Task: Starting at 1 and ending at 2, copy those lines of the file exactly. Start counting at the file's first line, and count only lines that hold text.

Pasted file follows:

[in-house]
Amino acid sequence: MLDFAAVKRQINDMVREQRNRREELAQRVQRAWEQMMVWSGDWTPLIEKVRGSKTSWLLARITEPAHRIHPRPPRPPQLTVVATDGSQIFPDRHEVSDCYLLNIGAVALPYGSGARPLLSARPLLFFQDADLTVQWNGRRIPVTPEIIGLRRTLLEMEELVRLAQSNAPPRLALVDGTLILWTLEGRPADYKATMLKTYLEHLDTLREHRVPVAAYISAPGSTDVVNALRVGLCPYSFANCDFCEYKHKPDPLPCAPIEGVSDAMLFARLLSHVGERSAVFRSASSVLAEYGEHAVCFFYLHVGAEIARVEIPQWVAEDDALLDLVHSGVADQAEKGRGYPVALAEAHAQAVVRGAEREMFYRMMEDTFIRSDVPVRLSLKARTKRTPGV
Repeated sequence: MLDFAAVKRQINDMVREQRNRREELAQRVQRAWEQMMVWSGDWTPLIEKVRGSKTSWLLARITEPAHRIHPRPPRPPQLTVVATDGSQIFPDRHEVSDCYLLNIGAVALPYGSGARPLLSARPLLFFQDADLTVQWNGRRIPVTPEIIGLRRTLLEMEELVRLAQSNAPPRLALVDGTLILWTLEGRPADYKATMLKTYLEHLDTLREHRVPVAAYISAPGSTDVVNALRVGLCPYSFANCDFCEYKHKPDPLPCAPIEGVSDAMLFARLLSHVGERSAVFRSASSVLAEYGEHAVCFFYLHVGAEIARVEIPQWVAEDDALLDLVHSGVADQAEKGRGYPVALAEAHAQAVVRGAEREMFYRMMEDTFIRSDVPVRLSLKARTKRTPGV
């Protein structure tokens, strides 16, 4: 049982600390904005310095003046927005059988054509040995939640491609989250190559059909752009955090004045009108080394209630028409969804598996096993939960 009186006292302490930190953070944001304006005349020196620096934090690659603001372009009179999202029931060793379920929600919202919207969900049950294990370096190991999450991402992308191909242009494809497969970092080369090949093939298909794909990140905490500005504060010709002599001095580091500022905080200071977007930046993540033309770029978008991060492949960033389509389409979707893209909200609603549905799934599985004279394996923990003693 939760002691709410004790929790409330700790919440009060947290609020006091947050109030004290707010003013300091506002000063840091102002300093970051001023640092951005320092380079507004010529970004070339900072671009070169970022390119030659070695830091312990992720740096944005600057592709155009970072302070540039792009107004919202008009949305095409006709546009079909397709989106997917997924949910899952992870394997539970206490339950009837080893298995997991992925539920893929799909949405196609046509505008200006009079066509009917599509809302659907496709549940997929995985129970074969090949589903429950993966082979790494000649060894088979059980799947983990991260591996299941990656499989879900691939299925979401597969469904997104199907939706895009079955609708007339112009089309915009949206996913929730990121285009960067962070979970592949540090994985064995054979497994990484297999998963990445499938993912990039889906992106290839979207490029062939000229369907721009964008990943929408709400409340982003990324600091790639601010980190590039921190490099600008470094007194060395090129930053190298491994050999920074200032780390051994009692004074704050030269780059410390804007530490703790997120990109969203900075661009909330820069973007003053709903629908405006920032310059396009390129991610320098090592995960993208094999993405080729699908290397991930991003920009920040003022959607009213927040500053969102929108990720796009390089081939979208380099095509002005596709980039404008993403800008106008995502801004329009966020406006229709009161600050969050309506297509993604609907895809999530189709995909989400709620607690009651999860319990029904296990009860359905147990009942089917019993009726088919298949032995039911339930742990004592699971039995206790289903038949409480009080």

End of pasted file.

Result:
[in-house]
Amino acid sequence: MLDFAAVKRQINDMVREQRNRREELAQRVQRAWEQMMVWSGDWTPLIEKVRGSKTSWLLARITEPAHRIHPRPPRPPQLTVVATDGSQIFPDRHEVSDCYLLNIGAVALPYGSGARPLLSARPLLFFQDADLTVQWNGRRIPVTPEIIGLRRTLLEMEELVRLAQSNAPPRLALVDGTLILWTLEGRPADYKATMLKTYLEHLDTLREHRVPVAAYISAPGSTDVVNALRVGLCPYSFANCDFCEYKHKPDPLPCAPIEGVSDAMLFARLLSHVGERSAVFRSASSVLAEYGEHAVCFFYLHVGAEIARVEIPQWVAEDDALLDLVHSGVADQAEKGRGYPVALAEAHAQAVVRGAEREMFYRMMEDTFIRSDVPVRLSLKARTKRTPGV